In the BOAC office at Durban

John Field (as told to Allan Jackson)

John told me that he was at school in Durban and that he got a job as a junior clerk with BOAC in December 1943, after leaving school. The job had been advertised in the local papers and he was accepted for the post after an interview. He worked both in the ticket office on the ground floor of Devonshire Court and in the office on the floor above.

He told me that the staff would often walk the short distance to the bay to watch the flying boats land and how a siren would sound to warn shipping of the impending arrival. The crash boats would assist in warning ships and make sure that the landing area was free from floating logs or anything else that might damage the aircraft on landing.**

John often used to write out the tickets for passengers booking flights on the flying boat service to the UK. He remembers that many of the passengers were keen to avoid having to sit in seat # 13 and he believes that the airline did consider changing the number of the seat to 12A.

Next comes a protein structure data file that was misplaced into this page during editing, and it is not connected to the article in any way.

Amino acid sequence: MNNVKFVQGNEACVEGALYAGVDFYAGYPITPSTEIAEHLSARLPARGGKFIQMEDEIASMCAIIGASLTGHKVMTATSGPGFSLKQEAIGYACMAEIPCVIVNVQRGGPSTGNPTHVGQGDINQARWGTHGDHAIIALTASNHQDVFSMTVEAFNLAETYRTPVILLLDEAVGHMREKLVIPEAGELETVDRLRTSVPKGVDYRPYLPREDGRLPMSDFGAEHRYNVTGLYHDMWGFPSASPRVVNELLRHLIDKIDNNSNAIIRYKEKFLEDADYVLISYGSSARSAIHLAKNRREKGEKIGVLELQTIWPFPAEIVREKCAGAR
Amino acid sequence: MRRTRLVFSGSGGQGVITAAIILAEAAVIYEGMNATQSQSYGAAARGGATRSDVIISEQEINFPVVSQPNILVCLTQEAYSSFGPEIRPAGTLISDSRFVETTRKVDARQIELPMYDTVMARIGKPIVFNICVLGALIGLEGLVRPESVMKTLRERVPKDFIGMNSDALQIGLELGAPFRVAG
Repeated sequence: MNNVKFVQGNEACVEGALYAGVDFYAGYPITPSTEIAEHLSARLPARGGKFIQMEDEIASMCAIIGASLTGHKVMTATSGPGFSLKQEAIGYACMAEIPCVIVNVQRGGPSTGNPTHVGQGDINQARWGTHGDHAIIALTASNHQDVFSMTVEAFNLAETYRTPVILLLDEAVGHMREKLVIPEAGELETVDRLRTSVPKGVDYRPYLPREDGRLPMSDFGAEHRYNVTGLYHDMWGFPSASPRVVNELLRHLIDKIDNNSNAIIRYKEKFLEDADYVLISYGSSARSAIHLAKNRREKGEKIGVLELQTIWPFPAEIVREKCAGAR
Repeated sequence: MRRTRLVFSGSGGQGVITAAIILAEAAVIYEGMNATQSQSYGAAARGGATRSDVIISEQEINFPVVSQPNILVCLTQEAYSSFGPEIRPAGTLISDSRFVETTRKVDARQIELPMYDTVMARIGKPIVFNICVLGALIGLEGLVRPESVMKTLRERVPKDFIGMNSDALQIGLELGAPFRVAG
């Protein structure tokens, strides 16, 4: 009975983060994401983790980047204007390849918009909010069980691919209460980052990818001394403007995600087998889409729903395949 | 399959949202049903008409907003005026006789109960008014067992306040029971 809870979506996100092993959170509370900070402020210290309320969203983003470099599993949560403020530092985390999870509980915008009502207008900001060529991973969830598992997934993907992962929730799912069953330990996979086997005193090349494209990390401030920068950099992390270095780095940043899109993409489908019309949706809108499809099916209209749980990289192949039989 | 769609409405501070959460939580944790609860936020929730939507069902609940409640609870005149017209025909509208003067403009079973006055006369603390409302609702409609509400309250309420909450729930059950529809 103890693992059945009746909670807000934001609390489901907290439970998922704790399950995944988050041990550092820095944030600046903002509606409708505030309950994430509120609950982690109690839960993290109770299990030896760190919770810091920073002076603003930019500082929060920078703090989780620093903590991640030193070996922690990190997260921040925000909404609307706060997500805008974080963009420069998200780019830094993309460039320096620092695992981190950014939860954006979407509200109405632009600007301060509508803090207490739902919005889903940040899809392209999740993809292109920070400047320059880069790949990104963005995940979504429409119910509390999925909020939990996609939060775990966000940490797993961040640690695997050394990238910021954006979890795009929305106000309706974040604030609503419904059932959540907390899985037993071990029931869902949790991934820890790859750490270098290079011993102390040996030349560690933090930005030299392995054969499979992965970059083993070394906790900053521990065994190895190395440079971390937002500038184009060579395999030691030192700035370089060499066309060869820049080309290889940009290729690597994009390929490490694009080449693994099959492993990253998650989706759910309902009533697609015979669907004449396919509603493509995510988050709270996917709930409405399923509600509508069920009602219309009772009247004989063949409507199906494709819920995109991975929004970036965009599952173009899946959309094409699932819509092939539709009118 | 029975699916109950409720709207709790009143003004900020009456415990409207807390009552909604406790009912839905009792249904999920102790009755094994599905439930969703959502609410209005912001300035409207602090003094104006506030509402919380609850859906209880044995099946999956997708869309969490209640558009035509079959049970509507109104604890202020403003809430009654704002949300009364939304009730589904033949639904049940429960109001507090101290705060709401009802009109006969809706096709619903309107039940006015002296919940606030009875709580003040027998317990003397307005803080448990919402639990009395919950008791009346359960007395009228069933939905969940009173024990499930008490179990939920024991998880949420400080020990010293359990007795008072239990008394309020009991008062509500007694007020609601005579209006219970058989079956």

His duties often included taking the pay out to the staff at the engine workshops in Sydney Road and at the hangars at Bayhead on Fridays. He and a big box of money were transported by car and, although there was never any trouble, he was issued with a large pistol just in case.

One of the more pleasurable duties that the office staff were called upon to perform was to ride on the flying boats, when they were test-flown after major overhauls and maintenance, to bring the aircraft up to the weight that they would be with a load of passengers. John said he remembered flying three or four times before leaving the company in July 1944, having refused a transfer to Lagos.

** Note: On calm days, when the surface of the bay was flat and smooth, the pilots would have had trouble both in taking off from the water and judging their height above it when coming in to land. The crash boats would have zigzagged up and down the landing area to cause waves and ripples to make it easier for the pilots to take off and, when landing, to see the water surface.

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